EPISODE THREE OF "THE CHELATION WARS." WHAT EXACTLY IS LIPOIC ACID?"

Updated: Nov 20, 2020


In past articles, I wrote about the YouTube interview of Chris Shade by Becky Davila. Number one is about the chronic illness epidemic in children and what might be causing it and the disagreement between Christopher Shade, PhD, owner of Quicksilver Scientific and my teacher, Andrew Hall Cutler, PhD about the cause and remedy for the situation. Number two is about some of the more inflammatory and irritating things Shade had to say about Andy… the fact that he called us a cult and said that the Cutler protocol is made up out of whole cloth….compared to his company, Quicksilver Scientific's products which are so marvelous, all natural and effective.

The most important difference in this controversy is whether alpha lipoic acid (ALA) is or is not a chelator. Is ALA just an agent that encourages the body to make glutathione, or is it (or its metabolites) an actual dithiol, fat and water-soluble chelator of mercury? A fat-soluble chelator can move metals in and out of body compartments. If ALA is just an agent that encourages the body to produce glutathione, you can take any form of it and as much of it as you want at any old time. If it is a chelator, it needs to be taken on a strict half-life schedule or else it will move mercury from some place harmless in the body to some place where great harm can occur….like the brain. This even more so if the person taking the ALA has amalgams in their mouth. In this case the ALA will allow the lipid barriers to “open” and the body’s natural tendency to seek equilibrium across the formerly impermeable membranes will force the metals INTO the cells rather than the way we want them to go, which is OUT.

The study Gregus Z, et al. 1992. Toxicology and Applied Pharmacology, 114,88-96 discusses how ALA works. Shade read this study and concluded that ALA is an NRF2 upregulator and any detoxing ability it has is because it makes the body produce more glutathione which leads the body to detox in a “natural” way.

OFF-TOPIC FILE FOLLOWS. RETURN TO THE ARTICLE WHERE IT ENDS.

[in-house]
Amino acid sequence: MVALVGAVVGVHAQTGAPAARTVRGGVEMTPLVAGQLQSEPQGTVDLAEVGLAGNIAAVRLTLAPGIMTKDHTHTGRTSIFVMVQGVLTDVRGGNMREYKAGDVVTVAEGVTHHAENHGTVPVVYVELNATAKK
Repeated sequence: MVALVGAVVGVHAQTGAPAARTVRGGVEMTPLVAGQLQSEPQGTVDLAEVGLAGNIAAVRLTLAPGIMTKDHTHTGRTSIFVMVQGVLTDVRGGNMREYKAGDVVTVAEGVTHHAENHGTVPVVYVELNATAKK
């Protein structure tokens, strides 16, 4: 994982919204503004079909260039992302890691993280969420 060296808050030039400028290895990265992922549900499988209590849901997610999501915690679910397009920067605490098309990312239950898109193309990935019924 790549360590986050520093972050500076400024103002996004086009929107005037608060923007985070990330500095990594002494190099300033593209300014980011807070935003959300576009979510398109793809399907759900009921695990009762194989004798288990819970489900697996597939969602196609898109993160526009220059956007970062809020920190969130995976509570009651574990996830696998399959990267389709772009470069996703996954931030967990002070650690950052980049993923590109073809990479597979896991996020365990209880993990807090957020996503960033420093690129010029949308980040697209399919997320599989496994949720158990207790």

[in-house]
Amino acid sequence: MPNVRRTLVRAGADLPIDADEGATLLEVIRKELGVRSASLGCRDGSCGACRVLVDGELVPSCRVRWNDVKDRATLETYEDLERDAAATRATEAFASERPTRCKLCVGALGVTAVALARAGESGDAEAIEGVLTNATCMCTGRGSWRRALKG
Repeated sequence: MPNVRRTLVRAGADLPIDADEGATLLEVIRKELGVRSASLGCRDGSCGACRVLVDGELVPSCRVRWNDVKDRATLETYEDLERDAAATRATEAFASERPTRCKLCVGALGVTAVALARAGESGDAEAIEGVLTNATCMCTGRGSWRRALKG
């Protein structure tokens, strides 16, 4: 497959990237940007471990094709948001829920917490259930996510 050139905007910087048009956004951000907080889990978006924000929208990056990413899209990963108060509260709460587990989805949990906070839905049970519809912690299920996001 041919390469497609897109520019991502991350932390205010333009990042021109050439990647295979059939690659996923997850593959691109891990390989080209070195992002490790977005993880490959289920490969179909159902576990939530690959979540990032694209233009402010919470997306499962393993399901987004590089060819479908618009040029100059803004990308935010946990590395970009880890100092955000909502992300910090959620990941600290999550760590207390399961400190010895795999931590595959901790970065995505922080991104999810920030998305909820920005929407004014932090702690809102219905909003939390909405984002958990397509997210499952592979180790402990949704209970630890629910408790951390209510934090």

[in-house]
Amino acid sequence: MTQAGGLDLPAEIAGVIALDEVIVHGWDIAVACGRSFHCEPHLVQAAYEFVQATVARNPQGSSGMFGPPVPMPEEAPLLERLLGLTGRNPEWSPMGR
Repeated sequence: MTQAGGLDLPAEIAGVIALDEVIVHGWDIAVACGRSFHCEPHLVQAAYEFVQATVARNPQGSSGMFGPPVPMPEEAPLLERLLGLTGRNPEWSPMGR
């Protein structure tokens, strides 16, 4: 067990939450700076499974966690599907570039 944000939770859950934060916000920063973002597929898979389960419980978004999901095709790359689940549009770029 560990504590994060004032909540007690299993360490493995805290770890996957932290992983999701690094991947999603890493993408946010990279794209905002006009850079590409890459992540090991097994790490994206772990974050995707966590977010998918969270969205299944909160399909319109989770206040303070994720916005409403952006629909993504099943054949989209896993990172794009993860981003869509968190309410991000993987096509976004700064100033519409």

Andy Cutler came to a very different conclusion from reading this study.

I spent a lot of time with it. It is really a good interesting paper. My reading of it was that it was conclusive proof of the chelating ability of ALA, and also was very useful in establishing the pharmacokinetics especially as excretion rates from the paper matched those in the Leskova study to the extent they can be compared by appropriate calculations.

So who is more qualified to evaluate this scientific study, Shade or Andy Cutler? This is what Andy said about his own qualifications as a chemist.

(There are) distinctions within the very general field of chemistry as to what specialized knowledge we have. Most people are aware that chemistry breaks down into organic chemistry, inorganic chemistry, etc. There are finer subdivisions and I happened to be the guy with exactly the right specialized knowledge who had to figure it out right for my own sake, and who could read (with great difficulty) Russian language papers, and who was very used to actually looking up and reading and interpreting journal papers for whether they were actually correct (which is almost never done in academic situations, I learned this as an industrial consultant).
Kinetics is not a common thing for chemists to know and the relevant part of kinetics here actually is considered chemical engineering - but a chemical engineer would never have known enough descriptive chemistry to